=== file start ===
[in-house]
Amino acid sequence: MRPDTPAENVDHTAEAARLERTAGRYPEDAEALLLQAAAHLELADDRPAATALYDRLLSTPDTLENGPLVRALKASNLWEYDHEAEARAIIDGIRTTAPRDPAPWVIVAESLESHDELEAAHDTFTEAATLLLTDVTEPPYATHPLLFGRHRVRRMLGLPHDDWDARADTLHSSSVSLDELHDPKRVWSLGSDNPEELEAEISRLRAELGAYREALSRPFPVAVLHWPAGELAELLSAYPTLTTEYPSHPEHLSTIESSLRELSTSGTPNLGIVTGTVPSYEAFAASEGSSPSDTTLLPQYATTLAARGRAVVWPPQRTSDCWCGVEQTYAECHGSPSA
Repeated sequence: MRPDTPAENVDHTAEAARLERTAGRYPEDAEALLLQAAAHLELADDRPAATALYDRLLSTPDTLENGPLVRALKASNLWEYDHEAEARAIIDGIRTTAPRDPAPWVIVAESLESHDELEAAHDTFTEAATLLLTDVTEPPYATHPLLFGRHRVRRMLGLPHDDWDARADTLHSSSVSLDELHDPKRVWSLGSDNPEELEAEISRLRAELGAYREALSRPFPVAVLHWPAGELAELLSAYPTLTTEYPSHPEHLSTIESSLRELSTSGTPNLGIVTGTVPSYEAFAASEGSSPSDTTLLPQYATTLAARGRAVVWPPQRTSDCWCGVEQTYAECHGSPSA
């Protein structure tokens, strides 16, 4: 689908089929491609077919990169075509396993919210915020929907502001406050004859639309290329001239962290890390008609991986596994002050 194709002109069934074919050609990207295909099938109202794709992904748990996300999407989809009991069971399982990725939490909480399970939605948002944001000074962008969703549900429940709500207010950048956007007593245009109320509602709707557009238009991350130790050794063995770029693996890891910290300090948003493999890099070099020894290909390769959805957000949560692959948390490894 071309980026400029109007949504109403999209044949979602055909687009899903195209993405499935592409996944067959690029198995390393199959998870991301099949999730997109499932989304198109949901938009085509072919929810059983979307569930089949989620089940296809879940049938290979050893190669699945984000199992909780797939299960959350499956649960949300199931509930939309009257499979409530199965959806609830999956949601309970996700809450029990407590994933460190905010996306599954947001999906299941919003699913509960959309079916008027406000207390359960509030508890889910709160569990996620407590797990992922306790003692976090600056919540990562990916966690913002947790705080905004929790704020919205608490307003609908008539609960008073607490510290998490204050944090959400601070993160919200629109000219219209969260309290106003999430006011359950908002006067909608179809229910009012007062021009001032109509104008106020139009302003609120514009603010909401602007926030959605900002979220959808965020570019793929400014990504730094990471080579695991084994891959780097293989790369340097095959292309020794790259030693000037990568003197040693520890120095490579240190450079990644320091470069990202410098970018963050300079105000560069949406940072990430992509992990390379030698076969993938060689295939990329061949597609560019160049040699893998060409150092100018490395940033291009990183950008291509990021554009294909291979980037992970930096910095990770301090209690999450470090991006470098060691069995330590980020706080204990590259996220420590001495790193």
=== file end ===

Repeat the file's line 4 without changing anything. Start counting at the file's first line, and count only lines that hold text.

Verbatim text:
């Protein structure tokens, strides 16, 4: 689908089929491609077919990169075509396993919210915020929907502001406050004859639309290329001239962290890390008609991986596994002050 194709002109069934074919050609990207295909099938109202794709992904748990996300999407989809009991069971399982990725939490909480399970939605948002944001000074962008969703549900429940709500207010950048956007007593245009109320509602709707557009238009991350130790050794063995770029693996890891910290300090948003493999890099070099020894290909390769959805957000949560692959948390490894 071309980026400029109007949504109403999209044949979602055909687009899903195209993405499935592409996944067959690029198995390393199959998870991301099949999730997109499932989304198109949901938009085509072919929810059983979307569930089949989620089940296809879940049938290979050893190669699945984000199992909780797939299960959350499956649960949300199931509930939309009257499979409530199965959806609830999956949601309970996700809450029990407590994933460190905010996306599954947001999906299941919003699913509960959309079916008027406000207390359960509030508890889910709160569990996620407590797990992922306790003692976090600056919540990562990916966690913002947790705080905004929790704020919205608490307003609908008539609960008073607490510290998490204050944090959400601070993160919200629109000219219209969260309290106003999430006011359950908002006067909608179809229910009012007062021009001032109509104008106020139009302003609120514009603010909401602007926030959605900002979220959808965020570019793929400014990504730094990471080579695991084994891959780097293989790369340097095959292309020794790259030693000037990568003197040693520890120095490579240190450079990644320091470069990202410098970018963050300079105000560069949406940072990430992509992990390379030698076969993938060689295939990329061949597609560019160049040699893998060409150092100018490395940033291009990183950008291509990021554009294909291979980037992970930096910095990770301090209690999450470090991006470098060691069995330590980020706080204990590259996220420590001495790193």